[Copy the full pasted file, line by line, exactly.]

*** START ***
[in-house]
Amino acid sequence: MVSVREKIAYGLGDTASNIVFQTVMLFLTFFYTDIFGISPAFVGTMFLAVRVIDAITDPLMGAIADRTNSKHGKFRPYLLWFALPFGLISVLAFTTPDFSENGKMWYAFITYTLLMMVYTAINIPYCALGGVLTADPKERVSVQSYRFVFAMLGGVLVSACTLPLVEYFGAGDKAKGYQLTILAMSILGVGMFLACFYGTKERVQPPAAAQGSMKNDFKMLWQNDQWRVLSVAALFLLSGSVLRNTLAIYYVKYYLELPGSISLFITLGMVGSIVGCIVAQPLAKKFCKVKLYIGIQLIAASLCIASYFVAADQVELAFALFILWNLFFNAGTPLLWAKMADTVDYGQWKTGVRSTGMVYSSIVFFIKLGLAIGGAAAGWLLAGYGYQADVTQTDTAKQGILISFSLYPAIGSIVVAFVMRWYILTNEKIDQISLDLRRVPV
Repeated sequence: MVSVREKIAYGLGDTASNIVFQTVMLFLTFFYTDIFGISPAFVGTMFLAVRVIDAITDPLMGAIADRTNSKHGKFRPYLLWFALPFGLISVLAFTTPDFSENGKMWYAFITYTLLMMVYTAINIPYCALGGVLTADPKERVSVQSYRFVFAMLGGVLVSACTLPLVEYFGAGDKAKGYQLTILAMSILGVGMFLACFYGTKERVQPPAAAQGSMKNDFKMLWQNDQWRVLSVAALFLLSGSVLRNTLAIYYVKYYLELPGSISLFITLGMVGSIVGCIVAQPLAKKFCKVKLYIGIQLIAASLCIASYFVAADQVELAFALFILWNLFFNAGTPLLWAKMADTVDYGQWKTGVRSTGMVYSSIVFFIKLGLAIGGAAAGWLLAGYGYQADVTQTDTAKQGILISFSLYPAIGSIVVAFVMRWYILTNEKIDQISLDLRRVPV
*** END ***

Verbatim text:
[in-house]
Amino acid sequence: MVSVREKIAYGLGDTASNIVFQTVMLFLTFFYTDIFGISPAFVGTMFLAVRVIDAITDPLMGAIADRTNSKHGKFRPYLLWFALPFGLISVLAFTTPDFSENGKMWYAFITYTLLMMVYTAINIPYCALGGVLTADPKERVSVQSYRFVFAMLGGVLVSACTLPLVEYFGAGDKAKGYQLTILAMSILGVGMFLACFYGTKERVQPPAAAQGSMKNDFKMLWQNDQWRVLSVAALFLLSGSVLRNTLAIYYVKYYLELPGSISLFITLGMVGSIVGCIVAQPLAKKFCKVKLYIGIQLIAASLCIASYFVAADQVELAFALFILWNLFFNAGTPLLWAKMADTVDYGQWKTGVRSTGMVYSSIVFFIKLGLAIGGAAAGWLLAGYGYQADVTQTDTAKQGILISFSLYPAIGSIVVAFVMRWYILTNEKIDQISLDLRRVPV
Repeated sequence: MVSVREKIAYGLGDTASNIVFQTVMLFLTFFYTDIFGISPAFVGTMFLAVRVIDAITDPLMGAIADRTNSKHGKFRPYLLWFALPFGLISVLAFTTPDFSENGKMWYAFITYTLLMMVYTAINIPYCALGGVLTADPKERVSVQSYRFVFAMLGGVLVSACTLPLVEYFGAGDKAKGYQLTILAMSILGVGMFLACFYGTKERVQPPAAAQGSMKNDFKMLWQNDQWRVLSVAALFLLSGSVLRNTLAIYYVKYYLELPGSISLFITLGMVGSIVGCIVAQPLAKKFCKVKLYIGIQLIAASLCIASYFVAADQVELAFALFILWNLFFNAGTPLLWAKMADTVDYGQWKTGVRSTGMVYSSIVFFIKLGLAIGGAAAGWLLAGYGYQADVTQTDTAKQGILISFSLYPAIGSIVVAFVMRWYILTNEKIDQISLDLRRVPV